La puta y el hurón constructs in this way dissidence to patriotic time, puncturing it with micro-stories of various subjects who move in a territory of insignificance and do not accept to build (to fold, to live) the mourning. It is a minimal action, but it is an act of freedom, an “I’d rather not” -as Melville’s character repeated from his office-; a phrase that could be the motto of all dissident identities and sexualities: “I cultivated my detachment from any collective social decision, I am alien to the ferret movement, to the crowd, to the design of people that makes your dizzy, no one can impose a way of being on me” (p. 85). This heroic no, however, does not lead to any liberation, for these are defeated subjects in themselves even though they are marked by their own difference.
The Ferret Law
Rather than criticizing a particular political figure, La puta y el hurón moves against an entire social machinery, against a collective of “ferrets” that can turn anyone into one of them. The protagonist elaborates a theory about that species of vermin that seek to be next to the law: “domesticated beings without pleasure who live hypocritically, and for the sake of convenience, endure the heteropatriarchal mechanisms of power.”
In other words, they can be detected under criteria such as opportunism or machismo: “This week in which the ferrets take advantage of the mourning to have some prominence”: “An extraordinary Saturday that passes slowly, with so many ferrets -all males- making unnecessary noises and repeating unnecessary slogans.”
The ferret prototype coincides with the macho, with the behavior of those who beat Alberto, a gay friend from high school who ended up taking his own life. It coincides with the abuse of power, the ostentation, the repetition of slogans with “censors’ mouths”; with those “who say homeland”. In the world of the protagonist gender plays an important role: male ferrets’ rape, since “hardness exorcises the male ferret”, and “female ferrets”, “after being raped the first time, will end up sharing food with the male ferret”. That is to say, not only a division of generic roles is formulated, but a social system in which power and authority will be associated to the male, to that which subdues and infects with a violating and ferretified dynamic will be criticized.
As in Mary’s theory of ferret power, this novel has at its center a rape, a rape that becomes recurrent, that exhibits a complex dynamic between rapist and raped, that repeats and repeats itself in a chain and inserts itself even into the family system. “Today it’s my turn to go to R.’s house,” “I hope he just wants to talk,” writes the protagonist in the midst of a murky dynamic that includes acts of sadomasochism.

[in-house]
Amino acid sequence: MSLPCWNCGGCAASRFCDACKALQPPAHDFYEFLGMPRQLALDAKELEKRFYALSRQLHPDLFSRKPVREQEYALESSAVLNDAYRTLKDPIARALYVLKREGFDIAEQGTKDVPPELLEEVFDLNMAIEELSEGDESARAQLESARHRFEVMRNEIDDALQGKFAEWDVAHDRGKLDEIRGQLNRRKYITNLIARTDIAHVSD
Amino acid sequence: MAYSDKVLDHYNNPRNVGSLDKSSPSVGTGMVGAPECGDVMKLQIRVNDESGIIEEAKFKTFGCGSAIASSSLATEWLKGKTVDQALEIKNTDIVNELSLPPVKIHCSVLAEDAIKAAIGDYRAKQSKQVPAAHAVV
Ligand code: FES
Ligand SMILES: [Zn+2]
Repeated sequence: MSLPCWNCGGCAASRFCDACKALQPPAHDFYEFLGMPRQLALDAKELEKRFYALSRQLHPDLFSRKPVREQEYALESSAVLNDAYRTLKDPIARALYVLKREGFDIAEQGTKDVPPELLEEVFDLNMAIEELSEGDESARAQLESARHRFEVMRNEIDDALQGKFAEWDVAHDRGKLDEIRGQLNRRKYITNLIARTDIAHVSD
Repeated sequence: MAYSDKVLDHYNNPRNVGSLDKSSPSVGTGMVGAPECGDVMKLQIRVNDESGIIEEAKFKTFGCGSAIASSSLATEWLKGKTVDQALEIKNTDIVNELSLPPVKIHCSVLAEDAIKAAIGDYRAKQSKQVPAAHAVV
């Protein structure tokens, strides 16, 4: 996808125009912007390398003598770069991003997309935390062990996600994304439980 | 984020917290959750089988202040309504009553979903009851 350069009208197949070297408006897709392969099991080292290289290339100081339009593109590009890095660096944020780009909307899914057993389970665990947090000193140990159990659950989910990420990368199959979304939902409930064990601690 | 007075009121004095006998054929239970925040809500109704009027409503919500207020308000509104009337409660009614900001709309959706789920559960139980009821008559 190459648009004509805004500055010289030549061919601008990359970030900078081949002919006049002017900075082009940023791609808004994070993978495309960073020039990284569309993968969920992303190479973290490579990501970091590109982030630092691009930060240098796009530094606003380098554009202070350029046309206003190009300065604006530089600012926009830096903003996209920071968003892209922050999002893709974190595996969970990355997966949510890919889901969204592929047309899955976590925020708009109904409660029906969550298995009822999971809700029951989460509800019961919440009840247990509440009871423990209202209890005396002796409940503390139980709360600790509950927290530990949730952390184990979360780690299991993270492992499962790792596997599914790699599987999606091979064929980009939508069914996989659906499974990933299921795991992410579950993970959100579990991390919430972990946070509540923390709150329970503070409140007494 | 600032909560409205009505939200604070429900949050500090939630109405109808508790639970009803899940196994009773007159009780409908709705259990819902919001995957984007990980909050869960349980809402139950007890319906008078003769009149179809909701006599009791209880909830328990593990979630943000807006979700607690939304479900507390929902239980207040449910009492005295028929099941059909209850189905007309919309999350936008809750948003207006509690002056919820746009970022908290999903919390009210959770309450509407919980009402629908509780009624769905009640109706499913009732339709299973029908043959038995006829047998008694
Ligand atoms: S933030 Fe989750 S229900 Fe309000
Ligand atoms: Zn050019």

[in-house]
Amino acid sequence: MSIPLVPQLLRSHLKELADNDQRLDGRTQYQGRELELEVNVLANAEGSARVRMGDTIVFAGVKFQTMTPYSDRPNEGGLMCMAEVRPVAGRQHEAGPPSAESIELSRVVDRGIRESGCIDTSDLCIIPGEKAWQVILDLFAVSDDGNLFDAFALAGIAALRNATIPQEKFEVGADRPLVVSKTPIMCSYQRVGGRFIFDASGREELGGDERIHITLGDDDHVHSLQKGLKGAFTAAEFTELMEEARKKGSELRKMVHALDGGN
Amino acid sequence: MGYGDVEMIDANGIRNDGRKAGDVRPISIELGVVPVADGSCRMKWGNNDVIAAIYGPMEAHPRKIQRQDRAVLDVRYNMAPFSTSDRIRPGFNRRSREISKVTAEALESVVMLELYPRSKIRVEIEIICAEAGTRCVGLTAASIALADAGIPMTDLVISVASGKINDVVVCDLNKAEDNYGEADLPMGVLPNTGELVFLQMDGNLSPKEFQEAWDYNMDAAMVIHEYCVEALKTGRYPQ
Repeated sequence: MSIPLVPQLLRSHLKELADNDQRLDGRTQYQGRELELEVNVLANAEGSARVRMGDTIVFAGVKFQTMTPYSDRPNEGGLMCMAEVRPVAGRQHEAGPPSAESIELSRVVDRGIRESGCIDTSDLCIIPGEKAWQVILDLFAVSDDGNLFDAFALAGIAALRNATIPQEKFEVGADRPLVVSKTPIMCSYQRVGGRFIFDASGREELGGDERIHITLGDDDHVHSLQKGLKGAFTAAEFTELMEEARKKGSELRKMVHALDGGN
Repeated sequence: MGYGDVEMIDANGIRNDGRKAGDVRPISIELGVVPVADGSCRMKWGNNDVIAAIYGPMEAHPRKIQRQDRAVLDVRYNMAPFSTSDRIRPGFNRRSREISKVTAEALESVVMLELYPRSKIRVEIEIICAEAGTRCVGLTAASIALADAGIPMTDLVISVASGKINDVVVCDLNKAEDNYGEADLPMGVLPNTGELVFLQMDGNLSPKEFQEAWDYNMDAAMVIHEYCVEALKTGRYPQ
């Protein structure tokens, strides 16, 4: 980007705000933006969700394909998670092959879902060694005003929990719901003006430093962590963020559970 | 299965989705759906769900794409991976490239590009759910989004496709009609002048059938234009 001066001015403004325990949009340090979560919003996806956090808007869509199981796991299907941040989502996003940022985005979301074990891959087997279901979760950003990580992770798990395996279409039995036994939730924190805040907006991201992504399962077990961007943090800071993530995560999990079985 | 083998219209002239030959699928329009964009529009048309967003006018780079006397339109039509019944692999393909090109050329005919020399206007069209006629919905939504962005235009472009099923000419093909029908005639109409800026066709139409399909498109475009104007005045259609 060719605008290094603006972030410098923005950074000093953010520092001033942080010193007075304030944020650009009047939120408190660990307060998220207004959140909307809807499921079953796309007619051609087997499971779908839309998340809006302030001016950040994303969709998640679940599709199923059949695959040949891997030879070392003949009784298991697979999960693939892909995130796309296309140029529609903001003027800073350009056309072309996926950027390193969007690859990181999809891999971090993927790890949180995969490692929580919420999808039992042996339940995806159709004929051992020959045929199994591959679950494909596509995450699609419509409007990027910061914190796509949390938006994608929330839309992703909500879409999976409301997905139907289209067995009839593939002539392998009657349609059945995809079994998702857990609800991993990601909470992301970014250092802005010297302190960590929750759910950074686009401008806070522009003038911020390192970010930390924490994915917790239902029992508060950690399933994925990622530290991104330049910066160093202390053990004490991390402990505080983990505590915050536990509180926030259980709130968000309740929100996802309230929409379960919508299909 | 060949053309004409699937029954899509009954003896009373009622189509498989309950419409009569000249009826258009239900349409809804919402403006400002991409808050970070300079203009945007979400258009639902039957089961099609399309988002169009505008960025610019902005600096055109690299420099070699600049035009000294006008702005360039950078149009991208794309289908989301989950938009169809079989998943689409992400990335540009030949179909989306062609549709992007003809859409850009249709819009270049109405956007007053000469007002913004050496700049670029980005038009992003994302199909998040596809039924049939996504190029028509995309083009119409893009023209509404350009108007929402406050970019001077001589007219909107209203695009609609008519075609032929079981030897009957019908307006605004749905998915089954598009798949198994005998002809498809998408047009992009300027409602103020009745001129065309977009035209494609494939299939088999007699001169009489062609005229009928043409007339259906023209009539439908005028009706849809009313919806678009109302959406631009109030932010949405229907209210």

Undoubtedly, from the first rape, submission becomes ritual, a dynamic that R justifies with the idea of “a prostitute consent” which, Mary says, “I don’t know when I accepted or when I decided I wanted to stop, but with which I comply.” With the money that R (the ferret) leaves on the table, the man projects a consent on the woman not to assume his violent act and buys her silence. This is how the protagonist supposedly becomes a “whore”:
When you are a character, you no longer choose where you want to be, simply time decides for you and men, directors, presidents, playwrights, dictators, professors, academics, writers, say, “She’s just a big whore.” You are the rest, the leftover of a thought, the void of a false representation, you are the commodity of the moment.
Humiliation is chaining a relationship of domination and submission: “My cell phone rings. He writes me a message: “Little Red Riding Hood, let me take you. You escaped me on Friday”, and from there an unsolvable conflict is born for the subject, since socially it implies assuming an undesired place, that of victim or unleashed madwoman. Conflict that has to do with the fragile balance between consent and vulnerability, with the real place where the whore emblem is inserted. Is consent possible from a position of vulnerability?
The label whore, for those who supposedly degrade in a sexual and civil way the morality assumed by the community, says a lot about how this community does not assume its own devaluation and how it projects it on the body of an Other excluded from the normative territory where the illusion of immunity reigns above all.
Although La puta y el hurón testify to the moral degradation of an adolescent girl as she crosses over into womanhood, in truth it speaks of the degradation of social space, of the struggle for one’s own territory. Mary’s voice says “no” inside a ferret-generating machine that in turn produces “whores”. Being a whore, however, implies being both victim and free, a tragic antinomy, since both freedom and subordination are consequences of the norms that exclude her; a space in which it is impossible to identify herself because of its vocation to turn the other into a remainder. Being placed -from the title- in the place of the abject, the only thing left for the protagonist to do is to choose between being a shark-whore (who consciously or unconsciously participates in power) or being an insect-whore (who operates from the resistance to power).